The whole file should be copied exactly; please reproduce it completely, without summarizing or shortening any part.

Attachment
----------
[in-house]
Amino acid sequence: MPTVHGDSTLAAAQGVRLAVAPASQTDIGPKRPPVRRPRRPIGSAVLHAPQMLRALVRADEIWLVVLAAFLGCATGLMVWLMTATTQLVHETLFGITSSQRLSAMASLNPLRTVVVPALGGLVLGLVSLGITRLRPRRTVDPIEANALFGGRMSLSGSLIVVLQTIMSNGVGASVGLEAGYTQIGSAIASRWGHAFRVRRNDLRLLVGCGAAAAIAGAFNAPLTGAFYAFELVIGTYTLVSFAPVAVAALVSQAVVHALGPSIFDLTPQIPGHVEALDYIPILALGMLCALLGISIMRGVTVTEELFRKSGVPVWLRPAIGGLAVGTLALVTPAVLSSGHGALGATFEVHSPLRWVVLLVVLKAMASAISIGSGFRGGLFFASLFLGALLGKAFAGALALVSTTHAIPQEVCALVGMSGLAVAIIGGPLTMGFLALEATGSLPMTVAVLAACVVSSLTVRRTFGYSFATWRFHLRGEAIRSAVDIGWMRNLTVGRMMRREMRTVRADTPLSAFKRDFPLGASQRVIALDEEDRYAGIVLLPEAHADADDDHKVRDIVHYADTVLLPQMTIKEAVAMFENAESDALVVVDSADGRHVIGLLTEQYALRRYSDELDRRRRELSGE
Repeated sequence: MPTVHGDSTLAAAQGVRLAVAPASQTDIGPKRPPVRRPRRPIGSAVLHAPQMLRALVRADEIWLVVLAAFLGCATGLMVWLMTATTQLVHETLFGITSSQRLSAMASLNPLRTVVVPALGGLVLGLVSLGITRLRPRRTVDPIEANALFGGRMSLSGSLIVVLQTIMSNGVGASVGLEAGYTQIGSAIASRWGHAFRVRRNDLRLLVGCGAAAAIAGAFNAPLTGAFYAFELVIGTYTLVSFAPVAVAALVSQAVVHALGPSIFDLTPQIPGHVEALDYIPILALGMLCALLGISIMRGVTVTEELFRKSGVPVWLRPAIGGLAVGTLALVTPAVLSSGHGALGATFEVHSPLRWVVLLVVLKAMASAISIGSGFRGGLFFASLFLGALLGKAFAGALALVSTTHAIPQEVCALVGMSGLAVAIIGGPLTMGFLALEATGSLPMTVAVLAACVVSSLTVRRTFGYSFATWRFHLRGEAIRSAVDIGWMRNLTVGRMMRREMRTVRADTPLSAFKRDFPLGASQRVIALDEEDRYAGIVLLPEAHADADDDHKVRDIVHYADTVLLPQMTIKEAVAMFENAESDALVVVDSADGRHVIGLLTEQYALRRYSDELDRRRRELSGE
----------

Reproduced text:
[in-house]
Amino acid sequence: MPTVHGDSTLAAAQGVRLAVAPASQTDIGPKRPPVRRPRRPIGSAVLHAPQMLRALVRADEIWLVVLAAFLGCATGLMVWLMTATTQLVHETLFGITSSQRLSAMASLNPLRTVVVPALGGLVLGLVSLGITRLRPRRTVDPIEANALFGGRMSLSGSLIVVLQTIMSNGVGASVGLEAGYTQIGSAIASRWGHAFRVRRNDLRLLVGCGAAAAIAGAFNAPLTGAFYAFELVIGTYTLVSFAPVAVAALVSQAVVHALGPSIFDLTPQIPGHVEALDYIPILALGMLCALLGISIMRGVTVTEELFRKSGVPVWLRPAIGGLAVGTLALVTPAVLSSGHGALGATFEVHSPLRWVVLLVVLKAMASAISIGSGFRGGLFFASLFLGALLGKAFAGALALVSTTHAIPQEVCALVGMSGLAVAIIGGPLTMGFLALEATGSLPMTVAVLAACVVSSLTVRRTFGYSFATWRFHLRGEAIRSAVDIGWMRNLTVGRMMRREMRTVRADTPLSAFKRDFPLGASQRVIALDEEDRYAGIVLLPEAHADADDDHKVRDIVHYADTVLLPQMTIKEAVAMFENAESDALVVVDSADGRHVIGLLTEQYALRRYSDELDRRRRELSGE
Repeated sequence: MPTVHGDSTLAAAQGVRLAVAPASQTDIGPKRPPVRRPRRPIGSAVLHAPQMLRALVRADEIWLVVLAAFLGCATGLMVWLMTATTQLVHETLFGITSSQRLSAMASLNPLRTVVVPALGGLVLGLVSLGITRLRPRRTVDPIEANALFGGRMSLSGSLIVVLQTIMSNGVGASVGLEAGYTQIGSAIASRWGHAFRVRRNDLRLLVGCGAAAAIAGAFNAPLTGAFYAFELVIGTYTLVSFAPVAVAALVSQAVVHALGPSIFDLTPQIPGHVEALDYIPILALGMLCALLGISIMRGVTVTEELFRKSGVPVWLRPAIGGLAVGTLALVTPAVLSSGHGALGATFEVHSPLRWVVLLVVLKAMASAISIGSGFRGGLFFASLFLGALLGKAFAGALALVSTTHAIPQEVCALVGMSGLAVAIIGGPLTMGFLALEATGSLPMTVAVLAACVVSSLTVRRTFGYSFATWRFHLRGEAIRSAVDIGWMRNLTVGRMMRREMRTVRADTPLSAFKRDFPLGASQRVIALDEEDRYAGIVLLPEAHADADDDHKVRDIVHYADTVLLPQMTIKEAVAMFENAESDALVVVDSADGRHVIGLLTEQYALRRYSDELDRRRRELSGE